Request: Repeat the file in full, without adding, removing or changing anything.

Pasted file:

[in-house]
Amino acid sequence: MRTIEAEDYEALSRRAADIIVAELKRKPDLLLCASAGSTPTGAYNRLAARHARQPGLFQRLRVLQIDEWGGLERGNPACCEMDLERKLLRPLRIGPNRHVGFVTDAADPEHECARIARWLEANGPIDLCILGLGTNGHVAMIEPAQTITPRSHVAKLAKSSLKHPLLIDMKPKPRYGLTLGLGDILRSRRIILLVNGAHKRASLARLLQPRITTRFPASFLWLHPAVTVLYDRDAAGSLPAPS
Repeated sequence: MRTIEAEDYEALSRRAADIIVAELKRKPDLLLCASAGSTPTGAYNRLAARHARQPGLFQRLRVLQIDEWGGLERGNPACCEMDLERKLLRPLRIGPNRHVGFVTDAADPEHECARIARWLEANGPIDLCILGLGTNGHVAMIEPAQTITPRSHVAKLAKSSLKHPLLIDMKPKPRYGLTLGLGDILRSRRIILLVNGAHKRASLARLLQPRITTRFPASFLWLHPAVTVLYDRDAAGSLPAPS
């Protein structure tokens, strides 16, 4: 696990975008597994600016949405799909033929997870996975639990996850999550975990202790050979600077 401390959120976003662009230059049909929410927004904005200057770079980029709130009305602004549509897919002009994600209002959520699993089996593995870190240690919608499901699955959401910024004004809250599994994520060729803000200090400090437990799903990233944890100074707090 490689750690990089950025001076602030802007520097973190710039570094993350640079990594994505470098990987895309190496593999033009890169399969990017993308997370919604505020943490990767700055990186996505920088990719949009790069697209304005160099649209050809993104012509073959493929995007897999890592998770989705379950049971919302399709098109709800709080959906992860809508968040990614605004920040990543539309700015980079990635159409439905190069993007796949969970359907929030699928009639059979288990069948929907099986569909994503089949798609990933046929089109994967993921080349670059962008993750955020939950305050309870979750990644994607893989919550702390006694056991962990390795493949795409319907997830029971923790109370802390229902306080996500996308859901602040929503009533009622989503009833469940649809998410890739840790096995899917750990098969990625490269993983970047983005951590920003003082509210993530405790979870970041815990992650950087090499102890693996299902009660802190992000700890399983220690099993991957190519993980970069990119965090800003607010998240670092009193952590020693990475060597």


[in-house]
Amino acid sequence: MRTIEAEDYEALSRRAADIIVAELKRKPDLLLCASAGSTPTGAYNRLAARHARQPGLFQRLRVLQIDEWGGLERGNPACCEMDLERKLLRPLRIGPNRHVGFVTDAADPEHECARIARWLEANGPIDLCILGLGTNGHVAMIEPAQTITPRSHVAKLAKSSLKHPLLIDMKPKPRYGLTLGLGDILRSRRIILLVNGAHKRASLARLLQPRITTRFPASFLWLHPAVTVLYDRDAAGSLPAPS
Repeated sequence: MRTIEAEDYEALSRRAADIIVAELKRKPDLLLCASAGSTPTGAYNRLAARHARQPGLFQRLRVLQIDEWGGLERGNPACCEMDLERKLLRPLRIGPNRHVGFVTDAADPEHECARIARWLEANGPIDLCILGLGTNGHVAMIEPAQTITPRSHVAKLAKSSLKHPLLIDMKPKPRYGLTLGLGDILRSRRIILLVNGAHKRASLARLLQPRITTRFPASFLWLHPAVTVLYDRDAAGSLPAPS
């Protein structure tokens, strides 16, 4: 696990975008597994600016949405799909033929997870996975639990996850999550975990202790050979600077 401390959120976003662009230059049909929410927004904005200057770079980029709130009305602004549509897919002009994600209002959520699993089996593995870190240690919608499901699955959401910024004004809250599994994520060729803000200090400090437990799903990233944890100074707090 490689750690990089950025001076602030802007520097973190710039570094993350640079990594994505470098990987895309190496593999033009890169399969990017993308997370919604505020943490990767700055990186996505920088990719949009790069697209304005160099649209050809993104012509073959493929995007897999890592998770989705379950049971919302399709098109709800709080959906992860809508968040990614605004920040990543539309700015980079990635159409439905190069993007796949969970359907929030699928009639059979288990069948929907099986569909994503089949798609990933046929089109994967993921080349670059962008993750955020939950305050309870979750990644994607893989919550702390006694056991962990390795493949795409319907997830029971923790109370802390229902306080996500996308859901602040929503009533009622989503009833469940649809998410890739840790096995899917750990098969990625490269993983970047983005951590920003003082509210993530405790979870970041815990992650950087090499102890693996299902009660802190992000700890399983220690099993991957190519993980970069990119965090800003607010998240670092009193952590020693990475060597």